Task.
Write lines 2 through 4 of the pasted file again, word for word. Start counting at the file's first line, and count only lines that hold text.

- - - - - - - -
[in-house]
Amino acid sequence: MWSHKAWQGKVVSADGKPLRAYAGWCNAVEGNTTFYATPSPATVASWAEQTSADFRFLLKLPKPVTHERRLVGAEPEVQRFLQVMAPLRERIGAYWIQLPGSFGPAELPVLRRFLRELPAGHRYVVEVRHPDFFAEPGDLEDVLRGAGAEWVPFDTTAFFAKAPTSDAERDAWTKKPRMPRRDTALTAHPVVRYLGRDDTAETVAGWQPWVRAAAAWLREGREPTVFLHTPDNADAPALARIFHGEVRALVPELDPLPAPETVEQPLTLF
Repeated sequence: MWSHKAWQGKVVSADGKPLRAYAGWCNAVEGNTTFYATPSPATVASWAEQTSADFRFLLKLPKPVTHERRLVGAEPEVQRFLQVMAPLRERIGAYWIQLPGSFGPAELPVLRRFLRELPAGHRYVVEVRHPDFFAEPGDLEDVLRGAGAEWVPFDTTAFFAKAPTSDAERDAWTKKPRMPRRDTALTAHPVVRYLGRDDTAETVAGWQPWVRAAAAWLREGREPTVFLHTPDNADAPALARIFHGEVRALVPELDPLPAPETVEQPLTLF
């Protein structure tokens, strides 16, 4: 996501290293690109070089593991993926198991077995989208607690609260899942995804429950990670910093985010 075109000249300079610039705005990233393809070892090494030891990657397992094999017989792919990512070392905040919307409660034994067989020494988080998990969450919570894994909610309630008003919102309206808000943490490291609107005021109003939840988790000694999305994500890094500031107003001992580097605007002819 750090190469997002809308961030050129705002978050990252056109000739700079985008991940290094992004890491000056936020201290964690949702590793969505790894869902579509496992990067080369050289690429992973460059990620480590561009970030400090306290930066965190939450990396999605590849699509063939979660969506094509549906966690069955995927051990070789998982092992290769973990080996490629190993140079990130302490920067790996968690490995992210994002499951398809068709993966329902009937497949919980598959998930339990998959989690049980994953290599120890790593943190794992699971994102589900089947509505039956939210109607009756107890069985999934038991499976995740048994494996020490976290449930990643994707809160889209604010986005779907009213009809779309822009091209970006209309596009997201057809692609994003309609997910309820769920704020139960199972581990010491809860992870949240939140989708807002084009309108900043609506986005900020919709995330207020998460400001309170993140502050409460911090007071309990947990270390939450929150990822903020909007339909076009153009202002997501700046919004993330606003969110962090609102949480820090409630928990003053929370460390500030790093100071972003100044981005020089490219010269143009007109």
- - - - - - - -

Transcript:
Amino acid sequence: MWSHKAWQGKVVSADGKPLRAYAGWCNAVEGNTTFYATPSPATVASWAEQTSADFRFLLKLPKPVTHERRLVGAEPEVQRFLQVMAPLRERIGAYWIQLPGSFGPAELPVLRRFLRELPAGHRYVVEVRHPDFFAEPGDLEDVLRGAGAEWVPFDTTAFFAKAPTSDAERDAWTKKPRMPRRDTALTAHPVVRYLGRDDTAETVAGWQPWVRAAAAWLREGREPTVFLHTPDNADAPALARIFHGEVRALVPELDPLPAPETVEQPLTLF
Repeated sequence: MWSHKAWQGKVVSADGKPLRAYAGWCNAVEGNTTFYATPSPATVASWAEQTSADFRFLLKLPKPVTHERRLVGAEPEVQRFLQVMAPLRERIGAYWIQLPGSFGPAELPVLRRFLRELPAGHRYVVEVRHPDFFAEPGDLEDVLRGAGAEWVPFDTTAFFAKAPTSDAERDAWTKKPRMPRRDTALTAHPVVRYLGRDDTAETVAGWQPWVRAAAAWLREGREPTVFLHTPDNADAPALARIFHGEVRALVPELDPLPAPETVEQPLTLF
């Protein structure tokens, strides 16, 4: 996501290293690109070089593991993926198991077995989208607690609260899942995804429950990670910093985010 075109000249300079610039705005990233393809070892090494030891990657397992094999017989792919990512070392905040919307409660034994067989020494988080998990969450919570894994909610309630008003919102309206808000943490490291609107005021109003939840988790000694999305994500890094500031107003001992580097605007002819 750090190469997002809308961030050129705002978050990252056109000739700079985008991940290094992004890491000056936020201290964690949702590793969505790894869902579509496992990067080369050289690429992973460059990620480590561009970030400090306290930066965190939450990396999605590849699509063939979660969506094509549906966690069955995927051990070789998982092992290769973990080996490629190993140079990130302490920067790996968690490995992210994002499951398809068709993966329902009937497949919980598959998930339990998959989690049980994953290599120890790593943190794992699971994102589900089947509505039956939210109607009756107890069985999934038991499976995740048994494996020490976290449930990643994707809160889209604010986005779907009213009809779309822009091209970006209309596009997201057809692609994003309609997910309820769920704020139960199972581990010491809860992870949240939140989708807002084009309108900043609506986005900020919709995330207020998460400001309170993140502050409460911090007071309990947990270390939450929150990822903020909007339909076009153009202002997501700046919004993330606003969110962090609102949480820090409630928990003053929370460390500030790093100071972003100044981005020089490219010269143009007109």